All over America, graduates are tossing their mortar boards in the air and getting ready to embark on their careers. But what a nightmare; imagine looking for your first job in this economy. This week we’ll be looking at the things young people can do to launch their career on a winning trajectory. Dave will be joined by Nicholas Aretakis, author of the new book “No More Ramen,” and Michael Erwin of careerbuilder.com.

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In February, Obama’s recently appointed Attorney General Eric Holder gave a speech to honor Black History Month; he said: 

“Though this nation has proudly thought of itself as an ethnic melting pot in things racial, we have always been, and we, I believe, continue to be, in too many ways, essentially a nation of cowards.”  

Eric Holder

Eric Holder

“Though race-related issues continue to occupy a significant portion of our political discussion, and though there remain many unresolved racial issues in this nation, we, average Americans, simply do not talk enough with each other about things racial.”

Addressing reporters after the speech, Holder, 57, said his comments were “a question of being honest,” adding that “we have to have the guts” to talk about race issues instead of avoiding them.

My Own “Race Relations in America”

So here goes, I am going to discuss race relations in the country and the future of people’s careers. First, I think everyone needs to know a few things about my own racial experience.

I grew up in Acton Massachusetts and we were a very white town. In fact, we had 2 black kids in my class of 275. In 1971, I lived at home in my parents’ house during summer vacation while they were away. I was good friends with Lonnie Jones, who was one of those 2 black kids. Lonnie’s family had moved away and he was hanging around town for the summer. I invited Lonnie to stay with me that summer in my parents’ house (no, I didn’t tell my parents, so let’s keep it a secret).

In 1976, I received a verbal job offer at Data Terminal Systems for my first job after college. The day after that  I got a call and was informed that they would be giving the job to woman without a college degree or my depth of experience because she was a woman and the company needed more female employees (fortunately for me, she was pregnant and resigned after 3 weeks and they then gave me the job). That was my first exposure to discrimination and it was against me on my very first real job because I was the wrong sex.

In 1977, I applied for a transfer at DTS into the Materials Management department working for great guy named Marcellus Stamps, who happened to be black. Marcellus and I became great friends and he had me over to his house for dinner on multiple occasions.

In 1986, I was honored by the Black MBA Association of Boston for doing so much to advance the careers of blacks in the greater Boston area.  I had hired and promoted a couple very talent young people who happened to be black and members of the Black MBA Association.

I’m sure I’ve had a few other encounters with race and discrimination over the years, but those are the most notable.

So why am I bringing this up today? Last week President Obama nominated a Latino woman – Sonia Sotomayor — to replace David Souter on the US Supreme Court.

Apparently, she has a great track record as a judge and a heartwarming “rags to riches” story after growing up in severe poverty in Puerto Rico — all good. Like many Americans, I thought her nomination was a good idea on the surface, just like I thought it was a good idea when George Bush nominated Alberto Gonzales to be his Attorney General.

But then I did a little research on this woman and now I’m not so sure.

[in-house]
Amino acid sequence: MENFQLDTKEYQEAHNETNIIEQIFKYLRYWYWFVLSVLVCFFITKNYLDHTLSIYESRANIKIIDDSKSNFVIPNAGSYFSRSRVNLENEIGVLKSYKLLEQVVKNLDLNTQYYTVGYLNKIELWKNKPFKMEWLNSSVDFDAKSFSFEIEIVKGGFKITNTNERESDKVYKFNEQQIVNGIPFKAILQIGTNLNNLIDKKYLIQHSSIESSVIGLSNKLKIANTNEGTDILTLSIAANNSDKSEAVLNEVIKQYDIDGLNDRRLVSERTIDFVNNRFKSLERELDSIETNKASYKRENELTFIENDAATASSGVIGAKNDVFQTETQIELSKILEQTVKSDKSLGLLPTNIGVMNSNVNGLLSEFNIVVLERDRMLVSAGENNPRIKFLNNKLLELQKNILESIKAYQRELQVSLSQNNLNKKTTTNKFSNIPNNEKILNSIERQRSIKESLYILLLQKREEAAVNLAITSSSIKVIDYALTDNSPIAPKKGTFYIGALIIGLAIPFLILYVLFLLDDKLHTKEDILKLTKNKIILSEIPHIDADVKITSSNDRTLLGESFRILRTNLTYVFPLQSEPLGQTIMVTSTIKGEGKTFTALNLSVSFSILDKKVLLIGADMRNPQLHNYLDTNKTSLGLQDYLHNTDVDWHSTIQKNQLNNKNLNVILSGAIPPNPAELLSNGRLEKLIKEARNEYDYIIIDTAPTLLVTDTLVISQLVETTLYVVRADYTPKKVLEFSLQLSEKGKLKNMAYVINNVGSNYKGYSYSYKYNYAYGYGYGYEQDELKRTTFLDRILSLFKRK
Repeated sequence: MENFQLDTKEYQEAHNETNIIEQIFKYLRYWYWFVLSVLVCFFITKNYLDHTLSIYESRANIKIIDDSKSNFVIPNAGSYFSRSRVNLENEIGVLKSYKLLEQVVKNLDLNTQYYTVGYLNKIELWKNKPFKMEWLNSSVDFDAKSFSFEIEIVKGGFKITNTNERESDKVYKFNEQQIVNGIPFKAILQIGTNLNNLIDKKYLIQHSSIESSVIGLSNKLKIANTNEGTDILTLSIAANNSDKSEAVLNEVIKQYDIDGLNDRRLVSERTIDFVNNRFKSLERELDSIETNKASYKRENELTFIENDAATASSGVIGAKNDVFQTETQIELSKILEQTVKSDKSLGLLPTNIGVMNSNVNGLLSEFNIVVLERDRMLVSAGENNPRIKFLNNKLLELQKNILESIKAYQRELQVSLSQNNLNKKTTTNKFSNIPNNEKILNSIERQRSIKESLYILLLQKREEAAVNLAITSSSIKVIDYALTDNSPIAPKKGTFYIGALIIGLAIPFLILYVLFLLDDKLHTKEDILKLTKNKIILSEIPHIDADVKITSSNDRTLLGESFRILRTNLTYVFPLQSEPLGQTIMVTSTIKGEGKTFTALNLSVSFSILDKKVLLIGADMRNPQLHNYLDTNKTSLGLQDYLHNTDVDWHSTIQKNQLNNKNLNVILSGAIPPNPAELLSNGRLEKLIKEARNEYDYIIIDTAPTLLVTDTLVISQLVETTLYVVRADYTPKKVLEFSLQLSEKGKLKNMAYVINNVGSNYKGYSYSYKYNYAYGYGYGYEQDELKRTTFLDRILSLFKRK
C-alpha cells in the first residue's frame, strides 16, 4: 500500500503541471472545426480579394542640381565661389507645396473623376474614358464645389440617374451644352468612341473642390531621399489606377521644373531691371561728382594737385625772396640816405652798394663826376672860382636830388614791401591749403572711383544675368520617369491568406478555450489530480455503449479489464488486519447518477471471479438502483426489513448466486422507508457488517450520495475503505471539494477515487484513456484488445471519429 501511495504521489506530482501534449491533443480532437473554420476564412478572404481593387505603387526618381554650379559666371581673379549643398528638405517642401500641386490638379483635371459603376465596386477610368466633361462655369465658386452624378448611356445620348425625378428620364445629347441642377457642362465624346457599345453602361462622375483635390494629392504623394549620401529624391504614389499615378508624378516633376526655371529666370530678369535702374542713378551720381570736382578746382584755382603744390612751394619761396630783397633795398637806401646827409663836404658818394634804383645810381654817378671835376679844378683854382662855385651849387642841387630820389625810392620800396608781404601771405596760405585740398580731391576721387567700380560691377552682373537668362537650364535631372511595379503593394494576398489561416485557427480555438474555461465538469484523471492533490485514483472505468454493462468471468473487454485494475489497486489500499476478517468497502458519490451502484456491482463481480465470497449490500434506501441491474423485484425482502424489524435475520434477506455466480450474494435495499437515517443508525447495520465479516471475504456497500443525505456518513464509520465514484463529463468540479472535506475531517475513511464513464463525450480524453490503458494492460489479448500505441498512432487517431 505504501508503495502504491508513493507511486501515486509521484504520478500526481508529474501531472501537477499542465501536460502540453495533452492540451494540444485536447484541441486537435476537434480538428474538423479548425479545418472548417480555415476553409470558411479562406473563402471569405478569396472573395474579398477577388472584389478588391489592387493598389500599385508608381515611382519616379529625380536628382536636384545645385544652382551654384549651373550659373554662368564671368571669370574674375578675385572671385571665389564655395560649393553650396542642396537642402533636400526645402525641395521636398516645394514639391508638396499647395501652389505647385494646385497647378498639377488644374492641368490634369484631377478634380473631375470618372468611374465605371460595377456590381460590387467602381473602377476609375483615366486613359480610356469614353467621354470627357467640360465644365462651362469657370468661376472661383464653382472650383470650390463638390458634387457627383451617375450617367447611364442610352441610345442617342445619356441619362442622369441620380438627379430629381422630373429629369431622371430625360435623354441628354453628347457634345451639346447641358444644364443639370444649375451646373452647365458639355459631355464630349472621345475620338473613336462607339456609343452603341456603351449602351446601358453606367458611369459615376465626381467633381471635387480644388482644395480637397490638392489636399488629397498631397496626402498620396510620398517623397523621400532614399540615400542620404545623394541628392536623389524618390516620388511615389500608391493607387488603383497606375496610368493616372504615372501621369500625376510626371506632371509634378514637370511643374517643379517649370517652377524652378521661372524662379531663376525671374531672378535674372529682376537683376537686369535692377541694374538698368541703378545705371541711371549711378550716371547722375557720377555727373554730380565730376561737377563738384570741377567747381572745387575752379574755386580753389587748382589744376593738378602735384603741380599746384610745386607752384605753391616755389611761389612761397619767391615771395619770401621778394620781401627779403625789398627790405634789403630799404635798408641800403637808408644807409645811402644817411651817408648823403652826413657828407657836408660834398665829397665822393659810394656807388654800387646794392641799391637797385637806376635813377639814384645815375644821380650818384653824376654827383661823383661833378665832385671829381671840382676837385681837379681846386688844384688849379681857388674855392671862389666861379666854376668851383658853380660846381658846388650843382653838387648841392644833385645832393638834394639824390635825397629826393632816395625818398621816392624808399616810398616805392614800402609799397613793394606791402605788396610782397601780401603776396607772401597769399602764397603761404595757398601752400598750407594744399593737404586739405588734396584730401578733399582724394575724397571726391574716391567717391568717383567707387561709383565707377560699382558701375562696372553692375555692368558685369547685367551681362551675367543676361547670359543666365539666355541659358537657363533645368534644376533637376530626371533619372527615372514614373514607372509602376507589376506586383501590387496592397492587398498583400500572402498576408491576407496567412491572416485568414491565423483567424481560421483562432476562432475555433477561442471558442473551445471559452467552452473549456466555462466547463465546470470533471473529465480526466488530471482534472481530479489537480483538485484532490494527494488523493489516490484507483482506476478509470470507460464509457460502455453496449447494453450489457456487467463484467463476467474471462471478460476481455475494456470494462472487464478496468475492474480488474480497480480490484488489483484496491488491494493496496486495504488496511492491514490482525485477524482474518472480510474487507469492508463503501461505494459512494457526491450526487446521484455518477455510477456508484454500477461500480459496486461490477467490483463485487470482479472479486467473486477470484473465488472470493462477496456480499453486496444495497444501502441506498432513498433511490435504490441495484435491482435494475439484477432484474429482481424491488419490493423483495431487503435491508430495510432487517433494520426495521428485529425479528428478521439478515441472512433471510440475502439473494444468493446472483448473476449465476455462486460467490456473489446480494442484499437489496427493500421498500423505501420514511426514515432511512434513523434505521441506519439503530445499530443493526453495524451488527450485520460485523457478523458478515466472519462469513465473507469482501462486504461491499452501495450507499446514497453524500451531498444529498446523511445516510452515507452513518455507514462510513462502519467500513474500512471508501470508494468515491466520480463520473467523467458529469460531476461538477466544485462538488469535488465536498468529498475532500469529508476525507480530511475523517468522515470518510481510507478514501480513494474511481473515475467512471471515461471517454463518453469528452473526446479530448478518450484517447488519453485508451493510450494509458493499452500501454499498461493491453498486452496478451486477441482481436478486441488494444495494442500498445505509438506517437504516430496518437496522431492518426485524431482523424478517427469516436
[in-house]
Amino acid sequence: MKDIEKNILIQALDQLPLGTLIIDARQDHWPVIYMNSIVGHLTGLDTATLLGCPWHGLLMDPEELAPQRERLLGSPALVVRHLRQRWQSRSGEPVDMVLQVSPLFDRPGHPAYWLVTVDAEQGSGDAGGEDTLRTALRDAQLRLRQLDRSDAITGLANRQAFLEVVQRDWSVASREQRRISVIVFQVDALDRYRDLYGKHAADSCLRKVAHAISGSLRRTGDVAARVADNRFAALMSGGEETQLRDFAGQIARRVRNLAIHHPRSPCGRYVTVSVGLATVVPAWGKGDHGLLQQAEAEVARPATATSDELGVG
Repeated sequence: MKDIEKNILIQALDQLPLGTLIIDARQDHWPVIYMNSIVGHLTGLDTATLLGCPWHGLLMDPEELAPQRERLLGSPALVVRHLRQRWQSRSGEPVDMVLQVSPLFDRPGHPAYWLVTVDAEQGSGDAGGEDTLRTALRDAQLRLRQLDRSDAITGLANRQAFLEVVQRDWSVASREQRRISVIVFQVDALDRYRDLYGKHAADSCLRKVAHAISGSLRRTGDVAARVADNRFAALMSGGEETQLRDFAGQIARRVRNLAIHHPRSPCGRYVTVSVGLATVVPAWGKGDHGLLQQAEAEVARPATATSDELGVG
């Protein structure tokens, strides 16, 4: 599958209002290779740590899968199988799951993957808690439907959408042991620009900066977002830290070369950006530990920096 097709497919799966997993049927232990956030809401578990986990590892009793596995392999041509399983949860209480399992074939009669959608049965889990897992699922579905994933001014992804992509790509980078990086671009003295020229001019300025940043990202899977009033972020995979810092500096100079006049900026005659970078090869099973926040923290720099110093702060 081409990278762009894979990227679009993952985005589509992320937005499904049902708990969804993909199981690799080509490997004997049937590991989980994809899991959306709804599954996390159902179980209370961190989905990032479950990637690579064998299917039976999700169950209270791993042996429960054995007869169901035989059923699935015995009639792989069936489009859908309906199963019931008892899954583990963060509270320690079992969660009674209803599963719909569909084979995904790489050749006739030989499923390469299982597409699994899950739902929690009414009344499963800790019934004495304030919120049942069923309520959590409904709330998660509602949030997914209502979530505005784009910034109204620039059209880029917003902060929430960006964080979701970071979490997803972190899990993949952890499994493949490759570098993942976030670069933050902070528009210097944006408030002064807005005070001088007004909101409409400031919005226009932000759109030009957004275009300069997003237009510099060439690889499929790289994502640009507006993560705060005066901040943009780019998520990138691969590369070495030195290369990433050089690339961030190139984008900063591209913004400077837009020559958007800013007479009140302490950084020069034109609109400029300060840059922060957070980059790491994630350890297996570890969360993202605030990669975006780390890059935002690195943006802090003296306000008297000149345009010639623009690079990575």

Is Sotomayor Really a Racist?

In the last few days, charges have emerged that Judge Sotomayor may have a racist track record. The most damaging claim comes from a speech she made in Berkeley California in 2001.

Sotomayor said:

“…a wise Latina woman with the richness of her experiences would more often than not reach a better conclusion than a white male”

This certainly didn’t sound right.

Then there was the opinion she wrote in 2006 upholding a lower court decision that threw out the results of a firefighter promotion exam because the only ones who passed were white.

Click HERE for story. 

There is also this — according the American Bar Association, Sotomayor is a member of the National Council of La Raza. I don’t know much about La Raza, but yesterday former Colorado Republican Tom Tancredo called La Raza “The Latino KKK.”

I suppose Tancredo is a bit of a nutjob, but when you add all of this up, it does give one reason for pause. After all, the US Supreme Court is a lifetime appointment and more importantly, it is the final protector of our constitution.  

Is Sonia Sotomayor really a racist? I don’t know, but we certainly should find out before she’s sworn in!

Thoughts on Affirmative Action and Reverse Discrimination

I love the word “Affirmative Action”– it sounds so positive.  Even the details of the program sound pretty good. But here’s my problem. I believe that babies are born without a racist bone in their body; it’s what they hear and see that changes them. And what actually happens to them in their lives has the most impact. At its core, Affirmative Action involves taking something away (an opportunity) from one person (usually a young white male) and giving it to someone else (a minority of some kind).

On the surface, this sounds fair, but what happens inside the head of that young person who had their opportunity taken due to the color of their skin? I doubt it reduces their chances of developing racist views, in fact, I suspect it does just the opposite.

But it looks Judge Sonia Sotomayor may not see things this way, and if that’s true, it would be bad for the country and bad for careers in America.

I think we need to have a thorough nonpartisan hearing on Judge Sotomayor’s nomination – for the good of the youth of America.

So Eric – What do you think about that?

This Week on The Career Mechanic – The Power of Unconventional Leadership
Click HERE To Listen

The truth is the greatest leaders are seldom conventional. They think out of the box, take calculated risks, and mostly inspire others to do their best work. This week, Dave will be joined by John Hanes author of “Change Focused Leadership” and Ralph Heath – author of “Celebrating Failure.” Together, they will examine the DNA of great leaders and in particular talk about how they thrive in troubled times.